Business of Dreams
Ripe for Anarchy
I have tried over and over again to pinpoint and isolate instances within Ripe For Anarchy and all it does is get me lost in Corey Cunningham’s ethereal pop songwriting. And then I am back to the beginning, listening intently to the album again and hoping to find something I can grab a hold of and dissect with persistence.
Then I realize Business of Dreams’ debut is not one to explore on a micro level but Cunningham’s work lies on a grandiose scale. Through heartache and sorrow emerges one of the more beautiful pop albums I have heard since Crushed Stars’ put out rainy day pop.
A few years back, Cunningham had to leave his work with Magic Bullets and Terry Malts to travel home and confront his father’s death. An overwhelming of emotions and a rush of memories led him to write Ripe For Anarchy. His coping mechanism became a glorious pop album that pushed him to stand out as a brilliant songsmith. The album does not sit with a band like Wooden Wand where vocals were scraped up from the gutter of despair. If you were not paying close attention, you would not recognize that this album was built on grief.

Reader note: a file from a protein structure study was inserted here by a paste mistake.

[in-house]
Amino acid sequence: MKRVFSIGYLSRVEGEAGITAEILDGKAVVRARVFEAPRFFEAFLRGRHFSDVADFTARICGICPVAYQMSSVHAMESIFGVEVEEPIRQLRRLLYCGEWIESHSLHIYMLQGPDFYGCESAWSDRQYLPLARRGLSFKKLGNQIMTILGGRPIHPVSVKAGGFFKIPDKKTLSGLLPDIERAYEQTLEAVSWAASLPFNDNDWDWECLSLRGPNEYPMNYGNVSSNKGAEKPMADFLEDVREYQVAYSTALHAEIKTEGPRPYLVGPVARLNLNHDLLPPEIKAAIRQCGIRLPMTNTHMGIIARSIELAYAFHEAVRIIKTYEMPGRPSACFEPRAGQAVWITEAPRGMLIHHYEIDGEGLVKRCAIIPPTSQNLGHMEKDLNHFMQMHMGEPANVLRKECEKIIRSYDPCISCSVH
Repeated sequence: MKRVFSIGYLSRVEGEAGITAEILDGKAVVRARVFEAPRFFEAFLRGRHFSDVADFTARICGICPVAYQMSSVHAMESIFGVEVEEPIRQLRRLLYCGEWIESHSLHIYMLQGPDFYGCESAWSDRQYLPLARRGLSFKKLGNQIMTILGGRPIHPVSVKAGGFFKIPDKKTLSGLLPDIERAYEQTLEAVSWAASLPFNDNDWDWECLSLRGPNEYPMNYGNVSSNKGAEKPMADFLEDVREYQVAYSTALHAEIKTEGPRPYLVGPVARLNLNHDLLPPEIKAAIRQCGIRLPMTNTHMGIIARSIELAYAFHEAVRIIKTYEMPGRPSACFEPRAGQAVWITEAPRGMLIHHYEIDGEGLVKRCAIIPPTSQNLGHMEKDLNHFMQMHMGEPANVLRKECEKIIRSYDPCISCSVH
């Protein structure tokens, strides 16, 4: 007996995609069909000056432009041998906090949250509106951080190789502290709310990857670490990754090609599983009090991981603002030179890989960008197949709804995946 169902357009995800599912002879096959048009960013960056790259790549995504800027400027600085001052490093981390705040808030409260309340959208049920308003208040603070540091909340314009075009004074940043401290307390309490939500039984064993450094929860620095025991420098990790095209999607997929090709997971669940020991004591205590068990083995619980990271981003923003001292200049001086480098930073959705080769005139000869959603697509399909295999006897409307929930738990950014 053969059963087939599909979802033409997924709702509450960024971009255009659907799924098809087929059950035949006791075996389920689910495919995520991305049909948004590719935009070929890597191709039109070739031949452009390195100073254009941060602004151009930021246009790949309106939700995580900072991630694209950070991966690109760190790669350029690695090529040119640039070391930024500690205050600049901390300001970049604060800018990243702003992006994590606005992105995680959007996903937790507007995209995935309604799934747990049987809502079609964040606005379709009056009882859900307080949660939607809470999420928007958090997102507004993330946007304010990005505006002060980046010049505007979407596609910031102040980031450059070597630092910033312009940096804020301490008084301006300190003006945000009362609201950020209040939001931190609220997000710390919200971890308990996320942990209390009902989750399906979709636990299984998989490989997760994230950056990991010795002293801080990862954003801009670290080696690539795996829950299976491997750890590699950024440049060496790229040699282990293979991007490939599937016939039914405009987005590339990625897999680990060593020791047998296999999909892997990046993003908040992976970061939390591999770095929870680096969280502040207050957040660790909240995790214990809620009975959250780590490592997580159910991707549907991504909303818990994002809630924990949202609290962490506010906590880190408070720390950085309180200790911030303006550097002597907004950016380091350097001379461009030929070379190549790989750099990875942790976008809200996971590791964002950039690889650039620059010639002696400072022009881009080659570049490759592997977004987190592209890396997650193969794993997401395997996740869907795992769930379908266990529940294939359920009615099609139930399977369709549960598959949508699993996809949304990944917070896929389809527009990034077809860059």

Business of Dreams – N.R.E.A.M.
“Chasing That Feeling” is pop buzz that focuses on the warmth of melancholic melody in the same way Aztec Camera focused on being distinguished. “Drink away your cares today. Tomorrow will be done.” I don’t know if that is autobiographical, observational, or prophetic, but Cunningham builds gentle persuasion to live life in the now. It’s philosophy that reoccurs throughout Ripe For Anarchy. Much like Galaxie 500’s parental advice of not letting your youth go to waste, Business of Dreams expands with “Don’t Let Our Time Expire.” It’s one of the more balladry pop songs he performs that bears semblance to The Smith’s “Please Please Please Let Me Get What I Want.” Sans drums, it’s a serious sit down that conveys exactly what this album’s aura revolves around.
Turning Sparklehorses’ “The Hatchet Song” into an open-armed pop opus is brilliant. The simplistic chord arrangement and Cunningham’s comforting vocals make this song a true darling of the album.
It’s ironic that Cunningham ends the album with a Joy Division-esque post punk song and calls it “Keep The Blues Away.” But in the end, the song fits. Cunningham cannot portray despair, but he can change coldwave bass pulses into sincere contemplation. From the sounds of Ripe For Anarchy, he never did let his youth go to waste, but bottled it up just for the right moment. The anarchy in this album is him unleashing an unregulated amount of creativity that blooms with brilliance.